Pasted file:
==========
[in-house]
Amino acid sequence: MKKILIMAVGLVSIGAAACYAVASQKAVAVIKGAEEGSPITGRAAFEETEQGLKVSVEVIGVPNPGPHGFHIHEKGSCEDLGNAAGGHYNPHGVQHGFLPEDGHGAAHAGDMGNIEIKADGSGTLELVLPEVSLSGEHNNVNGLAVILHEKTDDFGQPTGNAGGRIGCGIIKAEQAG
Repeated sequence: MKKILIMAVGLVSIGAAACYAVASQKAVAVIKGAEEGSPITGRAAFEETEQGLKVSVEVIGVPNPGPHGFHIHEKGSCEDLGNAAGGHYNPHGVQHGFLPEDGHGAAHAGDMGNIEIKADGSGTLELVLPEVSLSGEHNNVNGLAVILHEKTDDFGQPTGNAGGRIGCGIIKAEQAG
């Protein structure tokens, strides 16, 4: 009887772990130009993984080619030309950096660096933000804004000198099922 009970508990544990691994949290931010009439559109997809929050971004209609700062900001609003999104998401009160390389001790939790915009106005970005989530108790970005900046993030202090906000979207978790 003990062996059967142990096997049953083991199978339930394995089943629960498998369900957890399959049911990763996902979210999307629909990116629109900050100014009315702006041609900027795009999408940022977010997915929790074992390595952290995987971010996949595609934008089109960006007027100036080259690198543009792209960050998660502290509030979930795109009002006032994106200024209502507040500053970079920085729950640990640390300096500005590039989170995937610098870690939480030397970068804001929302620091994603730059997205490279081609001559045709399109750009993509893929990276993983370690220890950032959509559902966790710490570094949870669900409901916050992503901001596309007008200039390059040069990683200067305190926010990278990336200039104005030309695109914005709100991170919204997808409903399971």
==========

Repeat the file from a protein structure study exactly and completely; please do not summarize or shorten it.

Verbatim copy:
[in-house]
Amino acid sequence: MKKILIMAVGLVSIGAAACYAVASQKAVAVIKGAEEGSPITGRAAFEETEQGLKVSVEVIGVPNPGPHGFHIHEKGSCEDLGNAAGGHYNPHGVQHGFLPEDGHGAAHAGDMGNIEIKADGSGTLELVLPEVSLSGEHNNVNGLAVILHEKTDDFGQPTGNAGGRIGCGIIKAEQAG
Repeated sequence: MKKILIMAVGLVSIGAAACYAVASQKAVAVIKGAEEGSPITGRAAFEETEQGLKVSVEVIGVPNPGPHGFHIHEKGSCEDLGNAAGGHYNPHGVQHGFLPEDGHGAAHAGDMGNIEIKADGSGTLELVLPEVSLSGEHNNVNGLAVILHEKTDDFGQPTGNAGGRIGCGIIKAEQAG
């Protein structure tokens, strides 16, 4: 009887772990130009993984080619030309950096660096933000804004000198099922 009970508990544990691994949290931010009439559109997809929050971004209609700062900001609003999104998401009160390389001790939790915009106005970005989530108790970005900046993030202090906000979207978790 003990062996059967142990096997049953083991199978339930394995089943629960498998369900957890399959049911990763996902979210999307629909990116629109900050100014009315702006041609900027795009999408940022977010997915929790074992390595952290995987971010996949595609934008089109960006007027100036080259690198543009792209960050998660502290509030979930795109009002006032994106200024209502507040500053970079920085729950640990640390300096500005590039989170995937610098870690939480030397970068804001929302620091994603730059997205490279081609001559045709399109750009993509893929990276993983370690220890950032959509559902966790710490570094949870669900409901916050992503901001596309007008200039390059040069990683200067305190926010990278990336200039104005030309695109914005709100991170919204997808409903399971």